Older, wiser, angrier Offspring 

click to enlarge New meaning: On the new album “Days Go By,” The Offspring address social and political themes, and also offer up some “comfort food” for old-school fans. - COURTESY PHOTO
  • Courtesy Photo
  • New meaning: On the new album “Days Go By,” The Offspring address social and political themes, and also offer up some “comfort food” for old-school fans.

Orange County proto-punk quartet The Offspring isn’t known for pointed, pertinent politics: Its 26-year career has been buoyed by singalong hits such as “Self Esteem,” “You’re Gonna Go Far, Kid” and the cowbell-clanking “Come Out and Play (Keep ’Em Separated).”

But you can’t be a snotty brat forever. On the band’s new “Days Go By,” lyricist-frontman Dexter Holland has grown older, wiser and angrier since 2008’s “Rise and Fall, Rage and Grace.”

“On that record, we had a song called “S--- is F---ed Up,” and that’s what it seemed like at the time,” says the hedgehog-haired rocker, 46. “It was laughable four years ago, but now? Maybe ‘scary’ is the word.”

So Holland unsheathes socially-conscious claws on “Days Go By,” which the group is backing in concert in San Jose next week.

He jumps into the fray on the first track, a hyper-chorded “The Future is Now” (which equates modern technology with George Orwell’s prescient novel “1984”), then sides with the Occupy movement in the next anthem, the
1 percent-deriding “Secrets From the Underground.”

The set rockets through the reflective title cut, then closes with a pair of apocalyptic blasts _ “Dividing By Zero” and the “Dr. Strangelove”-inspired “Slim Pickens Does the Right Thing and Rides the Bomb to Hell.”

Still, it’s a tricky lyrical tightrope Holland walks. “You want to talk about what’s going on, but if you get really specific, then it comes across as heavy-handed or grandstanding,” he says. “So I tried to make it vague enough that it was still open to interpretation. And ultimately, I want to offer some hope to the world, like, ‘Hey, we know things suck, and it sucks for everybody. But you’ve got to keep in mind that things will get better. That this, too, shall pass.”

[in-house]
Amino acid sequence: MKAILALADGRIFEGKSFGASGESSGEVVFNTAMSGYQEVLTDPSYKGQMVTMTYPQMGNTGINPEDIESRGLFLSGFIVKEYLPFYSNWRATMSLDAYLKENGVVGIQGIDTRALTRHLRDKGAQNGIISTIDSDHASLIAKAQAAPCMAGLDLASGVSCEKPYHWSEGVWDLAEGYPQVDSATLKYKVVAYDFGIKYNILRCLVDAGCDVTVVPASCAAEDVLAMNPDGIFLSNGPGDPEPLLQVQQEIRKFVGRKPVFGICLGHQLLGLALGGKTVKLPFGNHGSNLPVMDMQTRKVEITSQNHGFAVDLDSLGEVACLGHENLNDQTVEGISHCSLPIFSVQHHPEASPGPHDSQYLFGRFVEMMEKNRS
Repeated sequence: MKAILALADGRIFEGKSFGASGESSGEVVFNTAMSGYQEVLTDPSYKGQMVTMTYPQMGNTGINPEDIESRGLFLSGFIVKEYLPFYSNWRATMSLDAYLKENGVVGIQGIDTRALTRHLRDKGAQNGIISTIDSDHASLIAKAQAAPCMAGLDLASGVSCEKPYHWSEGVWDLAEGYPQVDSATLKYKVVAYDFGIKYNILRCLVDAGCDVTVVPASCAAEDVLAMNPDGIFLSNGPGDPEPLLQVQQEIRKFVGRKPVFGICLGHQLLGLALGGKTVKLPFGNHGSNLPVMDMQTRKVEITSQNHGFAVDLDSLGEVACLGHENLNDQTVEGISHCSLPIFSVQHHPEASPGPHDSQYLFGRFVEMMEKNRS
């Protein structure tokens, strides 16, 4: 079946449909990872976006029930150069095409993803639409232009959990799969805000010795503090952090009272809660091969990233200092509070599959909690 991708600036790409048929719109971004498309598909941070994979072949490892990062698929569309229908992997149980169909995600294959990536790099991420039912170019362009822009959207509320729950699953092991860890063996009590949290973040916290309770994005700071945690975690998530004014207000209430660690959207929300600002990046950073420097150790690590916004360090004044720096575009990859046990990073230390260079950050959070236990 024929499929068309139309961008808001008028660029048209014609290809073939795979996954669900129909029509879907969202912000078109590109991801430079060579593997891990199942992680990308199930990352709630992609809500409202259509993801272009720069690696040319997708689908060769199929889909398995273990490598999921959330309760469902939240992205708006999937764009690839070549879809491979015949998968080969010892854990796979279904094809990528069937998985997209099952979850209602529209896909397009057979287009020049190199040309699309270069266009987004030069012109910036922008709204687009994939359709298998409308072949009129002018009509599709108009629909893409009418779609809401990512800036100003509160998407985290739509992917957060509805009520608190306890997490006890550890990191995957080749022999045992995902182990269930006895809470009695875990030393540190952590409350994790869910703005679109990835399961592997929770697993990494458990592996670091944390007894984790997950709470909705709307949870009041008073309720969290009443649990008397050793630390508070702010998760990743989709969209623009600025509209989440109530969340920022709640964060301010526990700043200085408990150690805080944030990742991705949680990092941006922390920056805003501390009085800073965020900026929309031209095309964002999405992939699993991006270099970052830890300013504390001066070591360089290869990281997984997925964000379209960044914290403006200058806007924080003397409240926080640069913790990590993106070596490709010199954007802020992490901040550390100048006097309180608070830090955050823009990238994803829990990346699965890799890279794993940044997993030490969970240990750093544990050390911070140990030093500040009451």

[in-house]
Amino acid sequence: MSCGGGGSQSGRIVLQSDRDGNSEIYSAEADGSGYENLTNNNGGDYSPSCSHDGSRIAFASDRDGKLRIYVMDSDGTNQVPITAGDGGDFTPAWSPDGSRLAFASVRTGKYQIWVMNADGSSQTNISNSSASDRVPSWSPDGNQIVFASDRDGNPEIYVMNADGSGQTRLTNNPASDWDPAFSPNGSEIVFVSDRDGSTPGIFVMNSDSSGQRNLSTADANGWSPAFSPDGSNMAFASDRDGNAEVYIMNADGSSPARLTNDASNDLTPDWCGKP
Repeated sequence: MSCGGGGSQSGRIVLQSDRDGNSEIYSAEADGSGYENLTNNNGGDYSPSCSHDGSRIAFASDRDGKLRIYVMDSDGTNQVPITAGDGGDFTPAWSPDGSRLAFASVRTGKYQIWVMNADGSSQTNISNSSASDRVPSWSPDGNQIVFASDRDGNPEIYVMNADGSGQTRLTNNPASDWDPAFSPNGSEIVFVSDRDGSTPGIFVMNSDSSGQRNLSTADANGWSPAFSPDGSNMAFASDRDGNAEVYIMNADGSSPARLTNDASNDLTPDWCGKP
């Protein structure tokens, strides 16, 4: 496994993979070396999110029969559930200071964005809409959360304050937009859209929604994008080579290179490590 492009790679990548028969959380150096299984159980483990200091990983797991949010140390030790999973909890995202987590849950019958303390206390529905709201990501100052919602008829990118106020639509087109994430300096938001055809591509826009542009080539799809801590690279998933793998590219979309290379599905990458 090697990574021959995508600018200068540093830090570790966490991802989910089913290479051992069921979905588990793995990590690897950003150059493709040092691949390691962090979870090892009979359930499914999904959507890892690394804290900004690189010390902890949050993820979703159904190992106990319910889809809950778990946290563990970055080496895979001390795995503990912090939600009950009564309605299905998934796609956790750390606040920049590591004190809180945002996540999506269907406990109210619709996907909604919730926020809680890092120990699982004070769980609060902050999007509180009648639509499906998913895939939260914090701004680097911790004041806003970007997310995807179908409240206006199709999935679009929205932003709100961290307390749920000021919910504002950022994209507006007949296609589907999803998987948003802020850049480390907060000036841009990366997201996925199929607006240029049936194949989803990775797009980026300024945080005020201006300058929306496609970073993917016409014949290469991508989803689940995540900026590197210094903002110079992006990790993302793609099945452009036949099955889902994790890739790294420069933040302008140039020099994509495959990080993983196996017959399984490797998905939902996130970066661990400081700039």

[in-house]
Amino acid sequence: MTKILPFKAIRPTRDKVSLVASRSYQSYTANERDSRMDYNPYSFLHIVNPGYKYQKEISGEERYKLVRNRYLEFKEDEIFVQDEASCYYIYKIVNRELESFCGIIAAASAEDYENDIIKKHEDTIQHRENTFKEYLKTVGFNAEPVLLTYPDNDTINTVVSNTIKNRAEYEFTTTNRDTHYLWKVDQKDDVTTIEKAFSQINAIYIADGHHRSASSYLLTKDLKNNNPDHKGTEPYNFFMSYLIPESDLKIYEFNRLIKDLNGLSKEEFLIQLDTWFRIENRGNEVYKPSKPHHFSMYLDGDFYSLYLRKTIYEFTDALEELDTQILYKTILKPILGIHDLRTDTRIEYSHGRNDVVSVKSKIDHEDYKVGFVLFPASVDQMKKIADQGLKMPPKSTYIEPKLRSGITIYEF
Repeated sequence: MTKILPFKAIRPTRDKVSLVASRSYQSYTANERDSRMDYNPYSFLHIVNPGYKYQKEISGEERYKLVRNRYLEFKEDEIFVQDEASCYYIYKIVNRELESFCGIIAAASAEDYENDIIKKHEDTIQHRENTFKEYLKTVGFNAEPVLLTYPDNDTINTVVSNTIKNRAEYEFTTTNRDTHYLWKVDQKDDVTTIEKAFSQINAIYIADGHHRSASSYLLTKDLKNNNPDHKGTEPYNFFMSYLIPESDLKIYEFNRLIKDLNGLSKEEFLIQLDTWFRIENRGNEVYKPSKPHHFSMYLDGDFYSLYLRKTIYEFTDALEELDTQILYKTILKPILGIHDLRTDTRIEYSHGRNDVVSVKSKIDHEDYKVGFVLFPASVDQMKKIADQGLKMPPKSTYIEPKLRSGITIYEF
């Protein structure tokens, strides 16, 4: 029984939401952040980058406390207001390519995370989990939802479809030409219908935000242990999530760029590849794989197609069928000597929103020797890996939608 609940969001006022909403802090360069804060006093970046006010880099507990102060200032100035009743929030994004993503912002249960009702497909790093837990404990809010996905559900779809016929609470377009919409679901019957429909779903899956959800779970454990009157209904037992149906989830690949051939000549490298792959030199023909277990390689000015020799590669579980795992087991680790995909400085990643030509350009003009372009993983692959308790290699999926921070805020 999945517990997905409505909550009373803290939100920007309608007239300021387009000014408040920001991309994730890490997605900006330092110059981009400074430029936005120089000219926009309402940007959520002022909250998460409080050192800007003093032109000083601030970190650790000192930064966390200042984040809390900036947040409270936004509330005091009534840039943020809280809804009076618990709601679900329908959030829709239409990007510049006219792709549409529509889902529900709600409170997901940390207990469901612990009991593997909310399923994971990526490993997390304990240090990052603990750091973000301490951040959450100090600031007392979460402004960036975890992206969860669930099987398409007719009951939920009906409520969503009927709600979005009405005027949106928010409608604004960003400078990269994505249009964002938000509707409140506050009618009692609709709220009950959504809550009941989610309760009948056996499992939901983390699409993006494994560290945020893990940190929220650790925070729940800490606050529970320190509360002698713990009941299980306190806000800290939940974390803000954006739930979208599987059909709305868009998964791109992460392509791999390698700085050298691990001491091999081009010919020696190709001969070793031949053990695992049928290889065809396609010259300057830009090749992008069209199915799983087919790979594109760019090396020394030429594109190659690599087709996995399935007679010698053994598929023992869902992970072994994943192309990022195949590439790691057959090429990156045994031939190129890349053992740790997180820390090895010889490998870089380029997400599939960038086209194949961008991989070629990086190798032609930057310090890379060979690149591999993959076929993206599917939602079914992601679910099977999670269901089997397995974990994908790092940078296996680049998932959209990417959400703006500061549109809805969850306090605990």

Words are usually the last ingredient added to an Offspring song, so Holland often winds up puzzling over a blank page of music.

But producer Bob Rock helped him along, first by sending him alone to Vancouver on a writing sabbatical (where he conceived the personal “All I Have Left is You” about his recent divorce), and then requesting some “comfort food for Offspring fans” — the sunshiney “Cruising California (Bumpin’ in My Trunk).”

In Austin, Texas, Holland’s daughter Alexa entered showbiz as folksinger Lex Land, so he’s composing as a concerned parent, too.

“It’s gone beyond hurt, now people are just pissed,” he says of the Occupy movement. “And it’s a warning that we’d better address this injustice now, or there’s really going to be an uprising.”

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Tom Lanham

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